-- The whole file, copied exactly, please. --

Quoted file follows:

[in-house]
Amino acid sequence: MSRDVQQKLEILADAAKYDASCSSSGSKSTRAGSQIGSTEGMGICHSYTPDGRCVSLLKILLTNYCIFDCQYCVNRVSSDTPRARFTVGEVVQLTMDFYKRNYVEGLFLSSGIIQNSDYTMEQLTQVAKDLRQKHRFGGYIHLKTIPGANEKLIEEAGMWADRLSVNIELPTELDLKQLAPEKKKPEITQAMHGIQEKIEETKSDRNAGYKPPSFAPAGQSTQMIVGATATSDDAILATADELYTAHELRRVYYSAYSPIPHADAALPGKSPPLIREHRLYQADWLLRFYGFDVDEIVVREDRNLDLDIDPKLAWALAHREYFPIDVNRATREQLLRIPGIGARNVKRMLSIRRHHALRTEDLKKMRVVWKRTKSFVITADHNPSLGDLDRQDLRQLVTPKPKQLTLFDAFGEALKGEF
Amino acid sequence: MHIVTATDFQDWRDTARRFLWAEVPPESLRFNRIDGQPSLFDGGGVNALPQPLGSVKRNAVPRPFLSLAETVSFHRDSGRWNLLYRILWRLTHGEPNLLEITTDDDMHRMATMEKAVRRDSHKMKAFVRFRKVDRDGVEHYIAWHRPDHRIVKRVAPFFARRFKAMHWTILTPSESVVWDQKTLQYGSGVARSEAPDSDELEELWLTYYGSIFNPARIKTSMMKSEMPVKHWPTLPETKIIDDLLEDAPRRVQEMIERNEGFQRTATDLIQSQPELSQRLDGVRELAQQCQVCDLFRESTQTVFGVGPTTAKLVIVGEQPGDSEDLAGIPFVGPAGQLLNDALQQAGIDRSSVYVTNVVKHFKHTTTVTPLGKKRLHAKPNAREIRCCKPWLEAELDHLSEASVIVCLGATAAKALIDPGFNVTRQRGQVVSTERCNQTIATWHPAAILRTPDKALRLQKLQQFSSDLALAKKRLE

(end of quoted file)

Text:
[in-house]
Amino acid sequence: MSRDVQQKLEILADAAKYDASCSSSGSKSTRAGSQIGSTEGMGICHSYTPDGRCVSLLKILLTNYCIFDCQYCVNRVSSDTPRARFTVGEVVQLTMDFYKRNYVEGLFLSSGIIQNSDYTMEQLTQVAKDLRQKHRFGGYIHLKTIPGANEKLIEEAGMWADRLSVNIELPTELDLKQLAPEKKKPEITQAMHGIQEKIEETKSDRNAGYKPPSFAPAGQSTQMIVGATATSDDAILATADELYTAHELRRVYYSAYSPIPHADAALPGKSPPLIREHRLYQADWLLRFYGFDVDEIVVREDRNLDLDIDPKLAWALAHREYFPIDVNRATREQLLRIPGIGARNVKRMLSIRRHHALRTEDLKKMRVVWKRTKSFVITADHNPSLGDLDRQDLRQLVTPKPKQLTLFDAFGEALKGEF
Amino acid sequence: MHIVTATDFQDWRDTARRFLWAEVPPESLRFNRIDGQPSLFDGGGVNALPQPLGSVKRNAVPRPFLSLAETVSFHRDSGRWNLLYRILWRLTHGEPNLLEITTDDDMHRMATMEKAVRRDSHKMKAFVRFRKVDRDGVEHYIAWHRPDHRIVKRVAPFFARRFKAMHWTILTPSESVVWDQKTLQYGSGVARSEAPDSDELEELWLTYYGSIFNPARIKTSMMKSEMPVKHWPTLPETKIIDDLLEDAPRRVQEMIERNEGFQRTATDLIQSQPELSQRLDGVRELAQQCQVCDLFRESTQTVFGVGPTTAKLVIVGEQPGDSEDLAGIPFVGPAGQLLNDALQQAGIDRSSVYVTNVVKHFKHTTTVTPLGKKRLHAKPNAREIRCCKPWLEAELDHLSEASVIVCLGATAAKALIDPGFNVTRQRGQVVSTERCNQTIATWHPAAILRTPDKALRLQKLQQFSSDLALAKKRLE